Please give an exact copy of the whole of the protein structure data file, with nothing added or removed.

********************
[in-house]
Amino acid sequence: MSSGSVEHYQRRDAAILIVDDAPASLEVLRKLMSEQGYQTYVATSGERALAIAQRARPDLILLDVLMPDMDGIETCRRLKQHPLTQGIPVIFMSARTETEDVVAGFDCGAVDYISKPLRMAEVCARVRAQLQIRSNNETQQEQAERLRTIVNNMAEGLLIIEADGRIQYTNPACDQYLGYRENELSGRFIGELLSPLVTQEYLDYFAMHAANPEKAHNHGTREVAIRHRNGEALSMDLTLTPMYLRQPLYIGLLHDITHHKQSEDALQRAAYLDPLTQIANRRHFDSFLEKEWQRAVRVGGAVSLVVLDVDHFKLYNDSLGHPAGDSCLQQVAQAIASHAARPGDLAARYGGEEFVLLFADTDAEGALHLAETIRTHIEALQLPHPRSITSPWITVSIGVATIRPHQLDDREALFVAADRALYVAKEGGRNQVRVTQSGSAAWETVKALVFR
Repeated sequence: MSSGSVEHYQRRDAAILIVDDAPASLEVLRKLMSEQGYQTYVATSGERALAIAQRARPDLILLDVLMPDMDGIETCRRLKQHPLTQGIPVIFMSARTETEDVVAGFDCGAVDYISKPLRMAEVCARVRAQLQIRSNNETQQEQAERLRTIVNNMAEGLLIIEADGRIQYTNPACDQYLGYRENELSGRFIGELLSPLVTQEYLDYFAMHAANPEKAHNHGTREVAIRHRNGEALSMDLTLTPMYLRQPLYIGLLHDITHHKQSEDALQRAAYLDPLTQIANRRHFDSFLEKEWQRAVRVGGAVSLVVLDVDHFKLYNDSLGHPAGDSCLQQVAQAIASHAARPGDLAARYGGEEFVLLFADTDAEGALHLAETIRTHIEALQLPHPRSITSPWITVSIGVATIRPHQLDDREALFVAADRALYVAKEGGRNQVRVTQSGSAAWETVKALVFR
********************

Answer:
[in-house]
Amino acid sequence: MSSGSVEHYQRRDAAILIVDDAPASLEVLRKLMSEQGYQTYVATSGERALAIAQRARPDLILLDVLMPDMDGIETCRRLKQHPLTQGIPVIFMSARTETEDVVAGFDCGAVDYISKPLRMAEVCARVRAQLQIRSNNETQQEQAERLRTIVNNMAEGLLIIEADGRIQYTNPACDQYLGYRENELSGRFIGELLSPLVTQEYLDYFAMHAANPEKAHNHGTREVAIRHRNGEALSMDLTLTPMYLRQPLYIGLLHDITHHKQSEDALQRAAYLDPLTQIANRRHFDSFLEKEWQRAVRVGGAVSLVVLDVDHFKLYNDSLGHPAGDSCLQQVAQAIASHAARPGDLAARYGGEEFVLLFADTDAEGALHLAETIRTHIEALQLPHPRSITSPWITVSIGVATIRPHQLDDREALFVAADRALYVAKEGGRNQVRVTQSGSAAWETVKALVFR
Repeated sequence: MSSGSVEHYQRRDAAILIVDDAPASLEVLRKLMSEQGYQTYVATSGERALAIAQRARPDLILLDVLMPDMDGIETCRRLKQHPLTQGIPVIFMSARTETEDVVAGFDCGAVDYISKPLRMAEVCARVRAQLQIRSNNETQQEQAERLRTIVNNMAEGLLIIEADGRIQYTNPACDQYLGYRENELSGRFIGELLSPLVTQEYLDYFAMHAANPEKAHNHGTREVAIRHRNGEALSMDLTLTPMYLRQPLYIGLLHDITHHKQSEDALQRAAYLDPLTQIANRRHFDSFLEKEWQRAVRVGGAVSLVVLDVDHFKLYNDSLGHPAGDSCLQQVAQAIASHAARPGDLAARYGGEEFVLLFADTDAEGALHLAETIRTHIEALQLPHPRSITSPWITVSIGVATIRPHQLDDREALFVAADRALYVAKEGGRNQVRVTQSGSAAWETVKALVFR